Six Bad Arguments from the Pro-Choice “Reversing Roe” Documentary

Reversing Roe

On September 18th, Netflix released a documentary about abortion called “Reversing Roe.” I watched it, hoping that it was made in an unbiased way, fairly showing both sides of the debate. Unfortunately, as with most documentaries about abortion, this one was edited in a very slanted way, I think to intentionally manipulate the audience. As someone who studies video editing in his spare time (I know, I’m fun, aren’t I?), I recognized lots of subtle editing tricks the filmmakers were using to make people feel comfortable with pro-choice people and uncomfortable with pro-life people.

I decided that the best way for me to equip pro-life advocates to have productive conversations with their pro-choice friends about this documentary was to make a series of videos showing clips from the film and then provide commentary, both on the biased editing tricks as well as responding to the more substantive pro-choice arguments in the film. I spent the next few weeks doing a careful analysis of the film, shooting about 90 minutes of footage of me responding to the documentary, and then working with a new volunteer on editing them into shorter clips to post on YouTube. I’m modeling a video style that’s become very popular lately, where an expert (like a doctor or lawyer) watches clips from a show or movie and then comments about it. I haven’t seen any other pro-life advocates use this style, and I think these videos came out so great that we might do more in the future.

Click on the embedded playlist below to watch the clips for yourself, but I’ll make a few of my points below to give you a sneak peek.

Reversing Roe: Exposing the Bias

Reversing Roe: Exposing the Bias

Josh Brahm analyzes the documentary “Reversing Roe” and exposes the biased editing tricks and responds to the pro-choice arguments made.

Click on the embedded playlist below to watch the video series, or click on the button on the top left of the player to pick and choose which sections to watch.

Videos in the Playlist Above:

  1. Editing Tricks
  2. More Editing Tricks
  3. Gender Bias
  4. Pro-Choice Christians and False Stats
  5. Personhood, Bodily Rights Arguments, and Roe vs. Wade
  6. Did Pro-Lifers Make Up Partial-Birth Abortion?
  7. Do Tax Dollars For Planned Parenthood Help Fund Abortion?
  8. The Worst Pro-Choice Arguments in the Film

Question for pro-choice people: Do you see this documentary as being fair to both sides, or is it just something that in the end might be useful in motivating inactive pro-choice people?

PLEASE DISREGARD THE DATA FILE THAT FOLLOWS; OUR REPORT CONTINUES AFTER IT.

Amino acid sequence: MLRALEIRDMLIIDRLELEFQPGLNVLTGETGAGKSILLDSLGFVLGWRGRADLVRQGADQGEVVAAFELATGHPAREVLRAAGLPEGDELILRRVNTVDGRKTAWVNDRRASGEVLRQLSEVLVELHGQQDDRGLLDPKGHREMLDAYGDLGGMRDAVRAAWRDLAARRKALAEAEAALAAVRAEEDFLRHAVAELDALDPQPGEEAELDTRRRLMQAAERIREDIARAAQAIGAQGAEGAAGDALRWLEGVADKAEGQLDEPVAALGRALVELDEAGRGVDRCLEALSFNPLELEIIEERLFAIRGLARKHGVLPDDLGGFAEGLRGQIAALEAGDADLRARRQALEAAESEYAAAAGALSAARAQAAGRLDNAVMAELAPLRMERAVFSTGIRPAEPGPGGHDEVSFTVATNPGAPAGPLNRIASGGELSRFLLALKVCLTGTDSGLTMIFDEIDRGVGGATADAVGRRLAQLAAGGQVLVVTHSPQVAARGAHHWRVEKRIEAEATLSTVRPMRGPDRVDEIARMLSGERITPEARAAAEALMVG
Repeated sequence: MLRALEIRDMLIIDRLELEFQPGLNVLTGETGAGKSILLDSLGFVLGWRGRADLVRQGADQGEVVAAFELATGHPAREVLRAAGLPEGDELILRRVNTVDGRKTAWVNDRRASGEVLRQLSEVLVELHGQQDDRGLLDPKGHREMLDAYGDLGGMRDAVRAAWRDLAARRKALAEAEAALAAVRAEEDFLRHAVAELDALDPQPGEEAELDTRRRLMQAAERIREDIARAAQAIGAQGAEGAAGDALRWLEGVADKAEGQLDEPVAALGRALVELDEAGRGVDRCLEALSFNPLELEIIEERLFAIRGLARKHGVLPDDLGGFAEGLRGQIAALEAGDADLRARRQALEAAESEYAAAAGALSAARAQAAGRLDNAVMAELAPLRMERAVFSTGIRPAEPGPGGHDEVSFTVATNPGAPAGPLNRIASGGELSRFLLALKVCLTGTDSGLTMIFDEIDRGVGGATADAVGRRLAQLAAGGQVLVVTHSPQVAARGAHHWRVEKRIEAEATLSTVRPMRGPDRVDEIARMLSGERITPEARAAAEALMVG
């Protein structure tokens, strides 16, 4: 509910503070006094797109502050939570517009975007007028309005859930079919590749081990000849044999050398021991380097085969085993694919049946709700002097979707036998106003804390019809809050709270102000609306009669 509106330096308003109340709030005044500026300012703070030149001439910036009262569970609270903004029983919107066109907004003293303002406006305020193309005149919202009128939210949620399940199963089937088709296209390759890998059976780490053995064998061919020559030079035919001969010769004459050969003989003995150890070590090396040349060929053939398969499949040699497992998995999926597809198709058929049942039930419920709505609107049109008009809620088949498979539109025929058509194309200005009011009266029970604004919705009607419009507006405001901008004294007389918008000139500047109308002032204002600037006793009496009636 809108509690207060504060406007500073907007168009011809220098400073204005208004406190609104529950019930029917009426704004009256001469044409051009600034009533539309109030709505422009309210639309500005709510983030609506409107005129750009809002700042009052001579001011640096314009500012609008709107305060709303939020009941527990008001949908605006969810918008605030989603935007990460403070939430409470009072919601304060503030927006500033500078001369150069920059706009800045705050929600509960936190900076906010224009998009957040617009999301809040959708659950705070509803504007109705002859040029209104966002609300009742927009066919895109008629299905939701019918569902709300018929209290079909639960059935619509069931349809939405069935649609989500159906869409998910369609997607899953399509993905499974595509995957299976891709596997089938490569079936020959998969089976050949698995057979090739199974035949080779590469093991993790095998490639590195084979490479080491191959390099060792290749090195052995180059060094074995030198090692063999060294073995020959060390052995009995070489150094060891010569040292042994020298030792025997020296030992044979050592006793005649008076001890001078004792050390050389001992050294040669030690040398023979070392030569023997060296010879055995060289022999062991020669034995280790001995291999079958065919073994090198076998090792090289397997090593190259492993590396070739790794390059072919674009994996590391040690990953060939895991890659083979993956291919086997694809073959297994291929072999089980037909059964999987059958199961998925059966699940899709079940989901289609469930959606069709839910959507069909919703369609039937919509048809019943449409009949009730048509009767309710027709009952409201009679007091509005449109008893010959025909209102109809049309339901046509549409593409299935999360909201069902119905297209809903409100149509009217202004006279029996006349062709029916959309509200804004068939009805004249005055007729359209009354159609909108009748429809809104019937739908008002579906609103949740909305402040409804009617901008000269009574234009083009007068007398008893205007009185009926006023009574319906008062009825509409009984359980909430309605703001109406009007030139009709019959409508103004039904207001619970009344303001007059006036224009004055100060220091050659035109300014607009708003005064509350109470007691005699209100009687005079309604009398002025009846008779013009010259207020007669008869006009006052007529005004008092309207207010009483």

Question for anybody: Should documentaries attempt to be neutral? Tell us in the comments below!

Share this video series with your friends using this link: EqualRightsInstitute.com/ReversingRoe

John Oliver’s Lies about Abby Johnson and Crisis Pregnancy Centers

John Oliver is a tremendously talented comedian. Unfortunately he’s also an abortion extremist and he has no intellectual honesty. Recently on his HBO show Last Week Tonight, Oliver set his sights on Crisis Pregnancy Centers. He painted a very bleak, and very inaccurate, picture of CPCs. He suggested that they’re full of nasty, dishonest people that just want to control women. Here is a breakdown of his biggest lies, spin, and deception.

#1: Oliver flagrantly, and knowingly, takes Abby Johnson out of context

Abby Johnson

Abby Johnson

This segment features two quotations from pro-life advocate Abby Johnson, speaking at a 2012 conference for Heartbeat International (it’s also worth noting that Oliver exclusively refers to her as a pro-life activist and never mentions the fact that she is also a former director of a Planned Parenthood). I interviewed Abby after Oliver’s hit piece came out, and she explained that Oliver’s producer reached out to her via email while they were writing their segment. He told her they were writing a piece on Crisis Pregnancy Centers and that he had some quotations from her that they wanted to use but that he wanted to talk to her first. Abby said he was extremely friendly on the phone and that he came off like he was listening to what she was saying. He asked her to give him context for the quotations they were using, which is particularly damning because they still used both quotations completely out of context.

Oliver sets up the first quotation by saying:

Way too often, women are being actively misled while trying to access healthcare. And CPCs seem happy to have women confuse them for abortion clinics. Just listen to Abby Johnson, an anti-abortion activist addressing a conference for one of the largest CPC organizations.